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GeneralDisorder

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GeneralDisorder last won the day on July 2

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About GeneralDisorder

  • Rank
    Elite Master of the Subaru
  • Birthday 09/12/1979

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    rick@superiorsoobie.com
  • Website URL
    http://www.superiorsoobie.com

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    Male
  • Location
    Portland
  • Occupation
    Performance / repair technician. Shop owner.
  • Referral
    LOL
  • Biography
    Superior Soobie and Import (SSI) LLC. Owner.
  • Vehicles
    91 SS, 90 L, 83 hatch, '69 GMC, '86 Trans Am

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  1. GeneralDisorder

    Information about GL-10 Turbos?

    Reliability was not that great and is worse now that there's no parts for them. A few were AWD - they are rare now. The heads crack and they have head gaskets issues. And they are a total b1tch to work on. The biggest issue is there's NO parts for them. So they really aren't feasible drivers. GD
  2. Plugged exhaust is what it sounds like. GD
  3. Because they are junk in stock form. We can fix them and make a LOT of power, but in stock form they have problems. If you find one that's in good shape you can address the issues before they turn into major failures but it's not particularly cheap. It's about $4,000 to bullet-proof an EJ255/EJ257. That's fast approaching more than the car is worth. GD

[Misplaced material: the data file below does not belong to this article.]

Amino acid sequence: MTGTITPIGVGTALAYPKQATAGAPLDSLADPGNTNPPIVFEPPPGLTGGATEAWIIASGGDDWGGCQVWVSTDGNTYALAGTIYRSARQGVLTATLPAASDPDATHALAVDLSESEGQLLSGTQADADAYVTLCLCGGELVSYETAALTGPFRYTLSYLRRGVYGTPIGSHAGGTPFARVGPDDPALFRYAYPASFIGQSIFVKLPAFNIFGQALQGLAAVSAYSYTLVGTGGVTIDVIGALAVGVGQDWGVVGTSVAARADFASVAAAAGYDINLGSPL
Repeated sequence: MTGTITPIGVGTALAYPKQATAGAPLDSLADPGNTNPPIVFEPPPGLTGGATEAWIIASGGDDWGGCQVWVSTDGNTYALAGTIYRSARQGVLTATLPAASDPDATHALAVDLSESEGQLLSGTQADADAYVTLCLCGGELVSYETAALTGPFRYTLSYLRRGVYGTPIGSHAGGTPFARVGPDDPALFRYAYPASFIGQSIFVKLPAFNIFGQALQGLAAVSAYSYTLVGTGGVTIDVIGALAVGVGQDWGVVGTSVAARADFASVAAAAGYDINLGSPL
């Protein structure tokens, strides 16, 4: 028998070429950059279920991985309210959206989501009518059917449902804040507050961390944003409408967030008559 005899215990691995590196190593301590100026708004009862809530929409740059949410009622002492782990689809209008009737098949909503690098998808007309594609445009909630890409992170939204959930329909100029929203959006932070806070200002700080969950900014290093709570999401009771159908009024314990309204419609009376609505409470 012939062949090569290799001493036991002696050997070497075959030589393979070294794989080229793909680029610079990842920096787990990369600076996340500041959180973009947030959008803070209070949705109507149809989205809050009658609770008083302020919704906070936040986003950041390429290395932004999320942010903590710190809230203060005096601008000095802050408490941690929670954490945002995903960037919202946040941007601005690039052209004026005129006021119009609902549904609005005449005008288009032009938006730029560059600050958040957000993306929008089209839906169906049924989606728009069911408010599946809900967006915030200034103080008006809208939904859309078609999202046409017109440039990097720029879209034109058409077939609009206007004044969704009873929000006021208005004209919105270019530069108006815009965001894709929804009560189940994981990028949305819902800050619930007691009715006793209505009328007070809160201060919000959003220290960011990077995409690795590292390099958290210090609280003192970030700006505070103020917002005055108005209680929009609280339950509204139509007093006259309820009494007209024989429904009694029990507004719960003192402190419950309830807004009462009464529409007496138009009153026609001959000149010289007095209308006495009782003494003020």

4. You don't need a spring compressor for rear springs. Just have a friend push down on the top hat and start the nut. Rears don't have really strong springs. And yeah quick struts are typically garbage. If you can't do it then just pay a reputable shop. Primitive racing sells King raised height springs. We use them quite often to combat rear sag. Call them and get a recommendation and a quote. GD
  5. Hands down the 91 to 94 Legacy Turbo. These are REALLY hard to kill. With even reasonable maintenance they just go forever. No banjo filters, no up-pipe cats, hydraulic lifters so no valve clearance exhaust valve damage..... and not enough power to hurt themselves. The 02 to 05 WRX EJ205 is a close second. With the up-pipe converter being the only real design flaw. It's easily removed. That is in 100% stock unmodified condition of course. With excellent maintenance. I have seen 250k+ from both (with original turbochargers). After those you get into turbo oil starvation, ring land failures, and oil pickup tube failures. These can be addressed before or (more often) after they fail, but if not addressed one of these will generally claim the engine at some point. GD
  6. Those 2000 to 2005 NA Legacy engines had the smallest oil pumps Subaru ever used - 7mm. Not great long term. These engines die from a lack of oil flow to the rod bearings - this is due to the engine block main bearing journals being opened up from thousands of miles of crankshaft flex and being made of soft cast aluminium alloy that has a similar density to Oak. As the main line clearances open up, they drop oil pressure and volume to the rods eventually leading to rod bearing failure. Subaru is well aware of this effect - take a look at the failed Subaru diesel engine - they knew the aluminium block main journals would never hold the cylinder pressures of a diesel, so they cut out the mains and made the journals from cast iron inserts that are bolted into the aluminium block. Alas they crack and this was the end of the diesel Subaru experiment. They were junk. 280k is pretty well done. Stick a fork in it. Without a main line hone it's a waste of effort. Best option if you want to keep the car on the road is a reman short block from Subaru for $2350 and comes with a 3yr / 36k warranty. Or a new short block - can still get those as well. Main line hone, while possible, isn't economically viable for a non-turbo block. GD